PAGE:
Additionally, $86 million will be transferred to the Marcellus Legacy Fund, which provides financial support for environmental, highway, water and sewer, rehabilitation of greenways and other projects throughout the state. Also, $25.1 million will be distributed to state agencies including the Pennsylvania Public Utility Commission, Department of Environmental Protection, Fish and Boat Commission, County Conservation Districts and the Office of the State Fire Commissioner.

This year’s distributions bring the total revenues generated by the impact fee to $2.26 billion.
Drug Overdose Prevention Legislation Advanced by the House

With the drug epidemic continuing to rage across the Commonwealth, we have approved a bill aimed at preventing overdose deaths.

House Bill 1393 would remove fentanyl test strips from the definition of “drug paraphernalia,” which are prohibited and carry serious penalties. The change is in response to the increasing incidence of deadly fentanyl being added to heroin to increase its potency, often without the knowledge of those using it. Allowing people who are in the grip of addiction to possess and use test streps can help assure their safety and prevent overdose deaths.

Test strips would remain illegal for those dealing in fentanyl.

The bill now goes to the Senate for consideration.
House Unanimously Advances Bill to Boost Firefighter Ranks

With the number of firefighters shrinking across the Commonwealth, the House has approved legislation that would prepare junior firefighters for becoming full firefighters a year earlier than is allowed under current law.

House Bill 2268 would permit a 17-year-old junior firefighter to complete the Interior Firefighting Module with Live Burns training program in the Fire Training System. Currently, only people age 18 and over are allowed to enroll in the training program.

In order to take the additional training at 17, junior firefighters would need to have the permission of their parents and fire chief. This would mean when a junior firefighter turns 18 years old, he or she would immediately be able to serve their communities as a full-fledged firefighter.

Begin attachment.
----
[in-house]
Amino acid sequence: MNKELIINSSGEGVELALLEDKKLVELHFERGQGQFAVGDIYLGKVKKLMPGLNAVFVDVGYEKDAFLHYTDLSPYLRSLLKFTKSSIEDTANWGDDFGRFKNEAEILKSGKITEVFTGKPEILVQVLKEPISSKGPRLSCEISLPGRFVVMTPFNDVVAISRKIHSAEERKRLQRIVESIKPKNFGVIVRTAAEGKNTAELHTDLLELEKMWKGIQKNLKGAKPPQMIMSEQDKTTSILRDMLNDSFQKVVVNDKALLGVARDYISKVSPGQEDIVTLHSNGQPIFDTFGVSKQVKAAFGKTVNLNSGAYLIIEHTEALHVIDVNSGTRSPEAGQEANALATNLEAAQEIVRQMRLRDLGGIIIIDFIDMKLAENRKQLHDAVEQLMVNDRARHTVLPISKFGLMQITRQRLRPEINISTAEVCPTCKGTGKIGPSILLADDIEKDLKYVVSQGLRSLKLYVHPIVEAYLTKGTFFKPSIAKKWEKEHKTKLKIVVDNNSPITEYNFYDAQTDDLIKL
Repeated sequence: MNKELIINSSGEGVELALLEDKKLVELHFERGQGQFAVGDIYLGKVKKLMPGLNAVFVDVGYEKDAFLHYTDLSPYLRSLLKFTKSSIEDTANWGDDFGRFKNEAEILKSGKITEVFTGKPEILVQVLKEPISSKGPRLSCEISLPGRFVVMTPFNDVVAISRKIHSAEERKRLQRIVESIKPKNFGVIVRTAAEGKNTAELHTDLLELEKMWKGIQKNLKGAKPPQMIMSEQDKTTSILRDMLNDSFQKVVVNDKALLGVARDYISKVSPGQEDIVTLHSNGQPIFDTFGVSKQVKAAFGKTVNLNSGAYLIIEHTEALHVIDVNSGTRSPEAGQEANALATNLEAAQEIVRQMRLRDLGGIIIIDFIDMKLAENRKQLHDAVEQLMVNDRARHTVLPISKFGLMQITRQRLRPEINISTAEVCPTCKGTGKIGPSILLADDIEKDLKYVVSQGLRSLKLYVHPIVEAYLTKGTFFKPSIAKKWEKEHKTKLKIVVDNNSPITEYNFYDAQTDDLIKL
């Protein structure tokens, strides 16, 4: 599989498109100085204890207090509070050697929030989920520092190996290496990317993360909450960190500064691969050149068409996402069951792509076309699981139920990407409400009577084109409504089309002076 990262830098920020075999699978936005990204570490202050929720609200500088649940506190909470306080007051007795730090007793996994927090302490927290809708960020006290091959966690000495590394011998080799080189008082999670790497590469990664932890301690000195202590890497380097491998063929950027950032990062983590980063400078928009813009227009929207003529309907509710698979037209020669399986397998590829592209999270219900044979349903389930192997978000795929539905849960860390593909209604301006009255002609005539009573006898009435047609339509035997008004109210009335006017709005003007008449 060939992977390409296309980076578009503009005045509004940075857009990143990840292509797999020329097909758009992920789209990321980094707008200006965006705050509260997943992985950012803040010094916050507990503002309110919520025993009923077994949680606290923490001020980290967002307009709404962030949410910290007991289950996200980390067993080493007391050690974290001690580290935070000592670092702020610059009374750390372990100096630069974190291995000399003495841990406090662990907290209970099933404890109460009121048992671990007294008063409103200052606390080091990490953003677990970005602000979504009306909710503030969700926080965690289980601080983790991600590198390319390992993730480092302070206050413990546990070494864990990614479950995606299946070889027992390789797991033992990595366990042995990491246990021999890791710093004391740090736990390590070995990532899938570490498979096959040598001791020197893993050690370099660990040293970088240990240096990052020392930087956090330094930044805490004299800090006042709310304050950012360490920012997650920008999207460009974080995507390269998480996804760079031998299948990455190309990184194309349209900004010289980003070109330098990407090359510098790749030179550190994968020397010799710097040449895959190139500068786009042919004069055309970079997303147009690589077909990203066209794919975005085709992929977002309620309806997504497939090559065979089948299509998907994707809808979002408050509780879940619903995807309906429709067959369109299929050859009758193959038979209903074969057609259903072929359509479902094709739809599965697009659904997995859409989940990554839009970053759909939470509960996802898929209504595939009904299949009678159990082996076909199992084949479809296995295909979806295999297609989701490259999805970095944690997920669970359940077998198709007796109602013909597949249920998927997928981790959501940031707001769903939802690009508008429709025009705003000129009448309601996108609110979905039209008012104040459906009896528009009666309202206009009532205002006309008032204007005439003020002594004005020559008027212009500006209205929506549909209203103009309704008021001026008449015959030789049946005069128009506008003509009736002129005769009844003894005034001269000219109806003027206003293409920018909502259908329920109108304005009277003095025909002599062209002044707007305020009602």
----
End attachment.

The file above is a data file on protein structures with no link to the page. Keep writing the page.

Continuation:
The legislation now goes to the Senate for consideration.
Bill to Help Recruit Career and Technical Instructors Earns House Approval

In response to the growing need for career and technical education instructors, the House has approved legislation to ease certification for instructors already certified in another state.

House Bill 2646 would allow teachers holding a current career and technical instructional certificate issued by another state, along with four years wage-earning experience in the occupation to be taught and two years of teaching experience, to be issued an equivalent Pennsylvania career and technical instructional certificate.

It is more important than ever to ensure Pennsylvania schools can provide the kind of career and technical instruction needed to prepare students for highly specialized skilled trades jobs that offer family-sustaining wages and benefits. Employers across the state report difficulties in filling such positions.

The bill now goes to the Senate for consideration.
Much-Needed Support for Emergency Responders

Pennsylvania has a crisis on its hands with falling volunteer participation numbers and emergency response companies struggling to make ends meet. We need to find ways to address the challenges of first responders for the safety of our communities, and Rep. Gaydos is hoping a bill the House passed recently moves quickly through the legislative process.

Legislation that would increase benefits for emergency responders is now on its way to the Senate following overwhelming bipartisan support in the House.

House Bill 2157 would target $1 million for loan forgiveness and tuition assistance. The legislation also calls for the following:
  •   $1.5 million for the Emergency Medical Services (EMS) Grant Program.
  •   $250,000 for online firefighter training.
  •   $1 million for training EMS personnel.
  •   500,000 for EMS training center capital grants.
  •   $500,000 for career fire department capital grants.
  •   $250,000 for a public safety campaign on the use of fireworks.
  •   Any remaining money would be equally divided between the EMS Grant Program and for making grants under the Fire Company Grant Program.